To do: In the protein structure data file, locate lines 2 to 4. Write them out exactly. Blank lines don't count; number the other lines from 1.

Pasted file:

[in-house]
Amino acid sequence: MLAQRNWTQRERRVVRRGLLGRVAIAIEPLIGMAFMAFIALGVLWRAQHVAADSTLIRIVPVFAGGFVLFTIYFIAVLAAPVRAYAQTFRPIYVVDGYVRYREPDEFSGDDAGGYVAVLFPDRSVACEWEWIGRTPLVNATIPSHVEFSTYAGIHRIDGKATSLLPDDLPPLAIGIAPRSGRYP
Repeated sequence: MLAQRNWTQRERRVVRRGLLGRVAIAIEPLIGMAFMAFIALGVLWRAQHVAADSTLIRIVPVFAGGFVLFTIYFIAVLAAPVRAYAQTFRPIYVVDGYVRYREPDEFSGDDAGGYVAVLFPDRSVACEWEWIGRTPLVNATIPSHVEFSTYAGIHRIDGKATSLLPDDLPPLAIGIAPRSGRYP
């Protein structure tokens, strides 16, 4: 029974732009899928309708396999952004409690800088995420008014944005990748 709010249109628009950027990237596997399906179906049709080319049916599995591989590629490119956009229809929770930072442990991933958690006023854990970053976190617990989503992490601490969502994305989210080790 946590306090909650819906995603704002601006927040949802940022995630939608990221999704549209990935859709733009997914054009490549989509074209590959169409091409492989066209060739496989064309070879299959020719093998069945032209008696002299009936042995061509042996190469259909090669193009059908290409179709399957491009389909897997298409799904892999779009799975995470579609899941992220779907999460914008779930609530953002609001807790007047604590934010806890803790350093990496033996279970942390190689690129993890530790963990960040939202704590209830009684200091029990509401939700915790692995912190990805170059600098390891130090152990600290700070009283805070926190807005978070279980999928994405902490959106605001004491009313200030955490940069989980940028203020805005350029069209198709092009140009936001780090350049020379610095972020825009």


Amino acid sequence: MLAQRNWTQRERRVVRRGLLGRVAIAIEPLIGMAFMAFIALGVLWRAQHVAADSTLIRIVPVFAGGFVLFTIYFIAVLAAPVRAYAQTFRPIYVVDGYVRYREPDEFSGDDAGGYVAVLFPDRSVACEWEWIGRTPLVNATIPSHVEFSTYAGIHRIDGKATSLLPDDLPPLAIGIAPRSGRYP
Repeated sequence: MLAQRNWTQRERRVVRRGLLGRVAIAIEPLIGMAFMAFIALGVLWRAQHVAADSTLIRIVPVFAGGFVLFTIYFIAVLAAPVRAYAQTFRPIYVVDGYVRYREPDEFSGDDAGGYVAVLFPDRSVACEWEWIGRTPLVNATIPSHVEFSTYAGIHRIDGKATSLLPDDLPPLAIGIAPRSGRYP
């Protein structure tokens, strides 16, 4: 029974732009899928309708396999952004409690800088995420008014944005990748 709010249109628009950027990237596997399906179906049709080319049916599995591989590629490119956009229809929770930072442990991933958690006023854990970053976190617990989503992490601490969502994305989210080790 946590306090909650819906995603704002601006927040949802940022995630939608990221999704549209990935859709733009997914054009490549989509074209590959169409091409492989066209060739496989064309070879299959020719093998069945032209008696002299009936042995061509042996190469259909090669193009059908290409179709399957491009389909897997298409799904892999779009799975995470579609899941992220779907999460914008779930609530953002609001807790007047604590934010806890803790350093990496033996279970942390190689690129993890530790963990960040939202704590209830009684200091029990509401939700915790692995912190990805170059600098390891130090152990600290700070009283805070926190807005978070279980999928994405902490959106605001004491009313200030955490940069989980940028203020805005350029069209198709092009140009936001780090350049020379610095972020825009």